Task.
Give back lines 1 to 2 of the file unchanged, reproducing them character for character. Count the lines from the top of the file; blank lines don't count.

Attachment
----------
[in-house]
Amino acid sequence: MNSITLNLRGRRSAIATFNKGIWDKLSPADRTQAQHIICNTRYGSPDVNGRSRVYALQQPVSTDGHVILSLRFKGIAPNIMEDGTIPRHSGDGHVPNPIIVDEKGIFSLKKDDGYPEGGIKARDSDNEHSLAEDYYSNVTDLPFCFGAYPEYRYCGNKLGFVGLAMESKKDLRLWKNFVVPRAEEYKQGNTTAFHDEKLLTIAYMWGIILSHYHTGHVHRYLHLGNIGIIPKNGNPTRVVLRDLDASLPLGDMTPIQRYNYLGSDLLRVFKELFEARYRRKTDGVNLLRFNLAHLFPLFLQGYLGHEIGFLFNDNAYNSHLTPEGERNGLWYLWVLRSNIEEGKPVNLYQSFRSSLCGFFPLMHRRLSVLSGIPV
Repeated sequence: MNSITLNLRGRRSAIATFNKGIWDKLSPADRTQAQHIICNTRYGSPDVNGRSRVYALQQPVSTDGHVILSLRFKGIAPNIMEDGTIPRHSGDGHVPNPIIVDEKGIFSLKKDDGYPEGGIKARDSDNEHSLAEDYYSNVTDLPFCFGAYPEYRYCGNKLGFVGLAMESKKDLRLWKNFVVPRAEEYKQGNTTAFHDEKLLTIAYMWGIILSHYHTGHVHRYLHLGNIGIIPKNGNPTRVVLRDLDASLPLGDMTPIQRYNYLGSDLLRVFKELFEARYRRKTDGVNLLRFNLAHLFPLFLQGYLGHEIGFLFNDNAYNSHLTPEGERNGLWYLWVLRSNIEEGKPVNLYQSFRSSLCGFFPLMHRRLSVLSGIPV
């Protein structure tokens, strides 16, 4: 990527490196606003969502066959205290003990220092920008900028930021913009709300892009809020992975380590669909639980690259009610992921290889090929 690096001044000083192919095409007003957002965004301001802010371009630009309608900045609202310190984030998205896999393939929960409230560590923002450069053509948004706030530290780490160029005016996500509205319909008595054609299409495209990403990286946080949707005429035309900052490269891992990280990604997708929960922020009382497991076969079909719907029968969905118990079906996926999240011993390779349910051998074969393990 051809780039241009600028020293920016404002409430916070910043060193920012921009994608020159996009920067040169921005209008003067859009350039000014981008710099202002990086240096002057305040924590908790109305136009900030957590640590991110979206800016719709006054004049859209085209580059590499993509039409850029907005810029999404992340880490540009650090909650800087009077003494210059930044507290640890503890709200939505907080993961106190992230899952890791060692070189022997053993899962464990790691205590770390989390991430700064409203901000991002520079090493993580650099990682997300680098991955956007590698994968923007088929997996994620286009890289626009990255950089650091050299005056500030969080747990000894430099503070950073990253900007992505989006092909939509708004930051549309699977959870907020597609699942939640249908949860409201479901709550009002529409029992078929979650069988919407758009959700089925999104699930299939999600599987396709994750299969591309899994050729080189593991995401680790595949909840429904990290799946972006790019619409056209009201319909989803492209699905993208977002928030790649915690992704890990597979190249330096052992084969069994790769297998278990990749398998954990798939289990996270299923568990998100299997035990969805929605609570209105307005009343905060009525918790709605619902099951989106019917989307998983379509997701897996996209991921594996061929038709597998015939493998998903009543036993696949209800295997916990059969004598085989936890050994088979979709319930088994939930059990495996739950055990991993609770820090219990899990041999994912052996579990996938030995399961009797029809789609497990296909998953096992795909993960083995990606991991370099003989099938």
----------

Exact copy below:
[in-house]
Amino acid sequence: MNSITLNLRGRRSAIATFNKGIWDKLSPADRTQAQHIICNTRYGSPDVNGRSRVYALQQPVSTDGHVILSLRFKGIAPNIMEDGTIPRHSGDGHVPNPIIVDEKGIFSLKKDDGYPEGGIKARDSDNEHSLAEDYYSNVTDLPFCFGAYPEYRYCGNKLGFVGLAMESKKDLRLWKNFVVPRAEEYKQGNTTAFHDEKLLTIAYMWGIILSHYHTGHVHRYLHLGNIGIIPKNGNPTRVVLRDLDASLPLGDMTPIQRYNYLGSDLLRVFKELFEARYRRKTDGVNLLRFNLAHLFPLFLQGYLGHEIGFLFNDNAYNSHLTPEGERNGLWYLWVLRSNIEEGKPVNLYQSFRSSLCGFFPLMHRRLSVLSGIPV